MS Drug, Tysabri, Continues to Cause Disastrous Side Effects & a Natural Non-Toxic Treatment
In the latest blow to the controversial multiple sclerosis drug Tysabri, the U.S. Food and Drug Administration has ordered a new label be put on the drug, warning that the risk of developing progressive multifocal leukoencephalopathy (PML), a rare but deadly brain infection, increases as more Tysabri infusions are received. Natalizumab (Tysabri) first received FDA approval in November 2004, only to be pulled from the market three months later after several patients in clinical trials developed PML.
In June 2006, the FDA allowed the drug back on the market, but with strict conditions. According to those revised guidelines, Tysabri can only be administered by approved doctors at sites that register and comply with a patient-safety program. The new action was based on reports of 31 confirmed cases of PML as of January 21, 2010.
Business Week February 5, 2010
Multiple sclerosis is a chronic, degenerative disease of the nerves in your brain and spinal column, caused through a demyelization process.
If you choose the conventional approach to healing, you should know that neurologists (the specialists who typically monitor these types of diseases) routinely prescribe a variety of very toxic and dangerous medications to their MS patients -- medications that in no way, shape or form address the underlying cause of the disease. Further, as in the case of Tysabri, the treatment could actually kill you.
Why is Tysabri Even Back on the Market?
Tysabri first hit the market in November 2004 under an accelerated program the FDA reserves for drugs it believes will have “extraordinary benefits” to patients. It was touted as the “miracle” drug for MS because the results from the first year of clinical trials showed that MS patients who took Tysabri for one year had a 66 percent reduction in relapses compared to those who took a placebo.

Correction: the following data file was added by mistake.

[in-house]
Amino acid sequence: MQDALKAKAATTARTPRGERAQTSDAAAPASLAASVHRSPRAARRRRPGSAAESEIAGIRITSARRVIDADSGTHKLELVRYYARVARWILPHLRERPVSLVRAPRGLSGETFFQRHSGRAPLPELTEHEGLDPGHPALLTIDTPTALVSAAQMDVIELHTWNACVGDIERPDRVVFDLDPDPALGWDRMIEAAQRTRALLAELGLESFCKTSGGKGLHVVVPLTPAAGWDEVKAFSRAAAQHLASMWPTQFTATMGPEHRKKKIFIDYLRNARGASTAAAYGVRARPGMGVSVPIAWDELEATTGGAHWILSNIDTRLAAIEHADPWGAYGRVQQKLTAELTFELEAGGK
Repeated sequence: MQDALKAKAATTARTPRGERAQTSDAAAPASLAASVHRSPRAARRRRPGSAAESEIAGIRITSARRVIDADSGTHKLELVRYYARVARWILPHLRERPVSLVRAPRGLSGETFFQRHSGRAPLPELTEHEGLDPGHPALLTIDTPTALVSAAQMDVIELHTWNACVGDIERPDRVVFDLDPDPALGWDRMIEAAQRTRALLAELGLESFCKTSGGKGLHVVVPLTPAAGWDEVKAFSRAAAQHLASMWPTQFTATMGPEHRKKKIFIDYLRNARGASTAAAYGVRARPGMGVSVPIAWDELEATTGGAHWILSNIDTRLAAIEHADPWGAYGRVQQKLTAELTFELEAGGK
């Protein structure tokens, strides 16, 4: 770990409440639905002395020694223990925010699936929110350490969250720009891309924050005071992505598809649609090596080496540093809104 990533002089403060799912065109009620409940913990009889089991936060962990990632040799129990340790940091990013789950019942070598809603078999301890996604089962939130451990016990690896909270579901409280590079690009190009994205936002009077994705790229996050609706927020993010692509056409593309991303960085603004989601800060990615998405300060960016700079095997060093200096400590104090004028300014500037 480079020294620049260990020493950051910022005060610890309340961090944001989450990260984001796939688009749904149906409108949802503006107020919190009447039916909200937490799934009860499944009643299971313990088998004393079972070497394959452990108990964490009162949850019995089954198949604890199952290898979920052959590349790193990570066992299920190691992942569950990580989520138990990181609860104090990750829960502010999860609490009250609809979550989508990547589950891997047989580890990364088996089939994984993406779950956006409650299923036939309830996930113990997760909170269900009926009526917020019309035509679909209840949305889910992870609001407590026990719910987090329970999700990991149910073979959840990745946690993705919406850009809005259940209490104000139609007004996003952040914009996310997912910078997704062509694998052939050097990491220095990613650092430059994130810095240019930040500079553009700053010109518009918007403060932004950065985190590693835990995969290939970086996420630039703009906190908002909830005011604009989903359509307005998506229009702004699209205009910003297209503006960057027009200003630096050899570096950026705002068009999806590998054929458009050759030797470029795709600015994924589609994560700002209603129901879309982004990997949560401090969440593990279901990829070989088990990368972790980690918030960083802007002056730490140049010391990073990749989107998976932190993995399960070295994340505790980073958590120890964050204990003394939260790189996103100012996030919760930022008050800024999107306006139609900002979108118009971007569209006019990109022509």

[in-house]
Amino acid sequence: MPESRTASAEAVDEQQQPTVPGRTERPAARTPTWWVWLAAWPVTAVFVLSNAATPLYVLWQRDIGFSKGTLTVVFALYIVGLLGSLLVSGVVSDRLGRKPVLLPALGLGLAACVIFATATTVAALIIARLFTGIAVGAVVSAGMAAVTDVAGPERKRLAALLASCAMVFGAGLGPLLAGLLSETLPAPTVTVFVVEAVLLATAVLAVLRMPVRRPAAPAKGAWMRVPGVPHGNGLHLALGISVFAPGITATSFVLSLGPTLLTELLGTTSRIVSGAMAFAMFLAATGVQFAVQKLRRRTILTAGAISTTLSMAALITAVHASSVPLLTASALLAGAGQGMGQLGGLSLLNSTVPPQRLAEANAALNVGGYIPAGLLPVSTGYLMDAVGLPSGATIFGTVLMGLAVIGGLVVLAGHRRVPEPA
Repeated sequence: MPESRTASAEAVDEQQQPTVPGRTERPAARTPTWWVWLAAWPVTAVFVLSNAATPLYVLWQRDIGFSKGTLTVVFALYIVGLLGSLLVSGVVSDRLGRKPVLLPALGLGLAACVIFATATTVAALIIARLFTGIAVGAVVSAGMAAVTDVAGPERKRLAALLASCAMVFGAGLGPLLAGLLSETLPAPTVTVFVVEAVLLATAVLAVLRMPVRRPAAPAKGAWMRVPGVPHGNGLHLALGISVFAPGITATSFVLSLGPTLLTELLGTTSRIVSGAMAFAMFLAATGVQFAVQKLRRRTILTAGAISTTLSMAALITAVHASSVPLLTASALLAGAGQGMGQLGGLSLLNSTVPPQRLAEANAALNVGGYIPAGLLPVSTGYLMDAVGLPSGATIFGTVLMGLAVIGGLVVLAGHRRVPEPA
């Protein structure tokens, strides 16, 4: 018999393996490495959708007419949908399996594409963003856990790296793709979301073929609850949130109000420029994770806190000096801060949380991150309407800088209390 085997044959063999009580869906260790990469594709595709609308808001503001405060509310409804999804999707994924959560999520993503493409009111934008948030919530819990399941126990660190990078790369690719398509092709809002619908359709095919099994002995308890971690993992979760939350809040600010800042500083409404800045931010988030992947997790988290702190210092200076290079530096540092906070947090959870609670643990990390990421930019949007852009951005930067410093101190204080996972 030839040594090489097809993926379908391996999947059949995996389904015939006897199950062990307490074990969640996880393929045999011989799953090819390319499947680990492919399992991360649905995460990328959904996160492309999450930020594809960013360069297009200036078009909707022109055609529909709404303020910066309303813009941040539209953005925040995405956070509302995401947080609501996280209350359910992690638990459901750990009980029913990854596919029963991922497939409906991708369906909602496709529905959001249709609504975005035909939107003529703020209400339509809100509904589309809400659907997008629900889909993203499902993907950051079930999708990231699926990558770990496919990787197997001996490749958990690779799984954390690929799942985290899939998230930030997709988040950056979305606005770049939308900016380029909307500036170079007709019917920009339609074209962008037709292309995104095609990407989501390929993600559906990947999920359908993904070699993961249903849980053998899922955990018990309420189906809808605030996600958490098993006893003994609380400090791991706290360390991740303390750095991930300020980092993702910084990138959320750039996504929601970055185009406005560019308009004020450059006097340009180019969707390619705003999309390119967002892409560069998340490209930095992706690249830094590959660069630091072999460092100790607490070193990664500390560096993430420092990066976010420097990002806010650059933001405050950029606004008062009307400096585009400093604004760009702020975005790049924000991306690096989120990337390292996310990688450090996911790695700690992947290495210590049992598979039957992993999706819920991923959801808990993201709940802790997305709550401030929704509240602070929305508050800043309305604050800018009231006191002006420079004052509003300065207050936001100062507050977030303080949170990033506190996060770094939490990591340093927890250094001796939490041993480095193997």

But this wonder drug turned out to have a very dark side. Tysabri is a type of drug known as a monoclonal antibody, meaning it is derived from a mouse antibody that has been genetically engineered to mirror a human antibody (antibodies are proteins that help your body fight infection).
It is given every four weeks by infusion directly into a vein, where the antibodies bind to immune system cells, inhibiting them from crossing over from the bloodstream to the brain.
Tysabri blocks this movement by attaching to alpha 4-integrin, a protein on the surface of immune T cells that normally enables them to pass through the blood-brain barrier. However, if destructive immune system cells break free of the bloodstream, they can reach your brain, gastrointestinal tract and joints and cause severe damage.
Trading MS for a Deadly Brain Infection
Three months after Tysabri first hit the market it was pulled because one in 1,000 people who took it during clinical trials developed progressive multifocal leukoencephalopathy (PML), a rare brain infection that results in death or severe disablement. Dr. Lawrence Steinman, a Stanford University professor and an MS specialist who has developed MS drugs himself, said he repeatedly warned the FDA of the potential for serious immune-system side effects with Tysabri and drugs like it prior to approval.
Nonetheless, in June 2006 the FDA voted that Tysabri be returned to the market. Now, nearly four years later, the FDA has added a new label warning to Tysabri, warning health care professionals and patients that the risks of PML increase as more infusions are received. The drug may also cause liver damage.
If you have MS, it is my strong recommendation to not accept these drugs, or the other commonly prescribed MS drugs like prednisone or interferon, as they can seriously harm your health.
Is there a non-toxic natural method of treatment for MS? (from Lita Lee, Ph.D.)
Yes! You can find it on Dr. Ray Peat’s website, http://www.raypeat.com/
Title of his article: Multiple sclerosis, protein, fats, and progesterone
Link to this article: http://raypeat.com/articles/articles/ms.shtml